Getting Reacquainted

Going back inside a Norton again.

Getting Reacquainted: Norton Commando

It's got to be one of my favorite bikes of all time. The Norton Commando combines the nicest qualities of a traditional English parallel-Twin with a level of practicality, speed, smoothness and reliability that made it a true long-distance superbike in its day. A drop-dead gorgeous engine and lean, muscular lines for tank and sidepanels give just enough visual tension to suggest speed, even at a standstill.

Which is where my borrowed red '74 850 Roadster is at the moment, a standstill. It was a victim of long-term neglect but my friend and British parts magnate Bill Getty bought it a few years ago and has given it new life with a fresh top end (to rectify the rust-seized previous state) and new paint. I am currently throwing some jets at the JRC modern single carburetor conversion (see your local British parts dealer...) to find a good, clean-running setup, then will rehab a pair of Amals for more traditional duty.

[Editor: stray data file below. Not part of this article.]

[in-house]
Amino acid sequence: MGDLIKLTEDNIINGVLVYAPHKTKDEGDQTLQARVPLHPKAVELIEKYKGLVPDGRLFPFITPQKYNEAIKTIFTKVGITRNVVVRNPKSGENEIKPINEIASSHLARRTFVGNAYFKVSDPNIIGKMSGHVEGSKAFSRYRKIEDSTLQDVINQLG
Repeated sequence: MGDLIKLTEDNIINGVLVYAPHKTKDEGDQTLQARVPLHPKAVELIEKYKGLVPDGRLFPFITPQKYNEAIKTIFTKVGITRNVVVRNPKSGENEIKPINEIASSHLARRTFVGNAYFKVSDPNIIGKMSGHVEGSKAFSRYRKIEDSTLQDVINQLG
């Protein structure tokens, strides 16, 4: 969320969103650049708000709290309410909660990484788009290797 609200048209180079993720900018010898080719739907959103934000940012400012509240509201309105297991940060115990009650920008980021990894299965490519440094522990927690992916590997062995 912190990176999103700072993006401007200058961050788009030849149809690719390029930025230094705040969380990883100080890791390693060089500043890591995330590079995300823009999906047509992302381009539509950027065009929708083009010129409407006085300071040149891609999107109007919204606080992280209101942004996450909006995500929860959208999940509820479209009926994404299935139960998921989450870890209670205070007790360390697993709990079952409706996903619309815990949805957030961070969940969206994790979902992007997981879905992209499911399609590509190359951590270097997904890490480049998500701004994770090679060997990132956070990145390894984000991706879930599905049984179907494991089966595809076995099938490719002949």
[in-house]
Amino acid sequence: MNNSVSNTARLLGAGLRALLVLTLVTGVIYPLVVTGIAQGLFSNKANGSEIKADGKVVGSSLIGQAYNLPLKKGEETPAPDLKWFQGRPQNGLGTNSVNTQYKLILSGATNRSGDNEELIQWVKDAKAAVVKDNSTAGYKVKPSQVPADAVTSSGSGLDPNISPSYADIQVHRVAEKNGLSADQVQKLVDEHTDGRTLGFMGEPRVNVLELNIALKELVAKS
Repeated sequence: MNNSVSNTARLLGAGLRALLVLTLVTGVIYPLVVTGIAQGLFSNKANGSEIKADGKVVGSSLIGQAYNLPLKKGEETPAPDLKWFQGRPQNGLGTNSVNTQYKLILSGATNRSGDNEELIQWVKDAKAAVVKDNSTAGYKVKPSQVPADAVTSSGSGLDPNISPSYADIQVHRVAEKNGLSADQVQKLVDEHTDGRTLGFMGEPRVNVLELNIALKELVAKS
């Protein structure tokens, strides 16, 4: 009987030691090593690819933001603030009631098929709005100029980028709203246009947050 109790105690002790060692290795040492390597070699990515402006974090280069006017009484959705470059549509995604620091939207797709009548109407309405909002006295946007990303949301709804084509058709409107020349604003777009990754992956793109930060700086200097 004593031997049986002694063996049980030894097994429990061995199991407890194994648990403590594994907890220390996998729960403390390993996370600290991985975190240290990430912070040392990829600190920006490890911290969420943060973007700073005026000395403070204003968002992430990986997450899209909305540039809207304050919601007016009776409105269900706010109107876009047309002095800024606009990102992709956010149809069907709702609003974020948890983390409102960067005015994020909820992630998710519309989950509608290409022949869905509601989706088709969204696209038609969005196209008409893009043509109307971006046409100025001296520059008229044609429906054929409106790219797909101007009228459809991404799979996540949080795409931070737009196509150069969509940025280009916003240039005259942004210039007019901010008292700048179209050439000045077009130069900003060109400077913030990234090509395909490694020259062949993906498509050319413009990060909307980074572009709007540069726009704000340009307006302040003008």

Currently, though, I thought a trip into the primary to get some of the goo out was a good thing. Having sold my black '74 Roadster a few years ago (can it really be 2003?!), I'd forgotten what a pleasure Nortons of this era are to work on. It's not that earlier stuff like my '54 Velocette is _ir_rational, but there was definitely a new rationale at work on this bike, even as the English motorbike business staggered its way into the mid-'70s. And way fewer oil leaks. If only the industry had been strong enough to survive the mistakes and evolve a bit more.

Anyway, I am reliving the past and hoping for the freedom of the road soon, but in the meantime I am enjoying my time contemplating the mechanical bits and restoring cleanliness and order.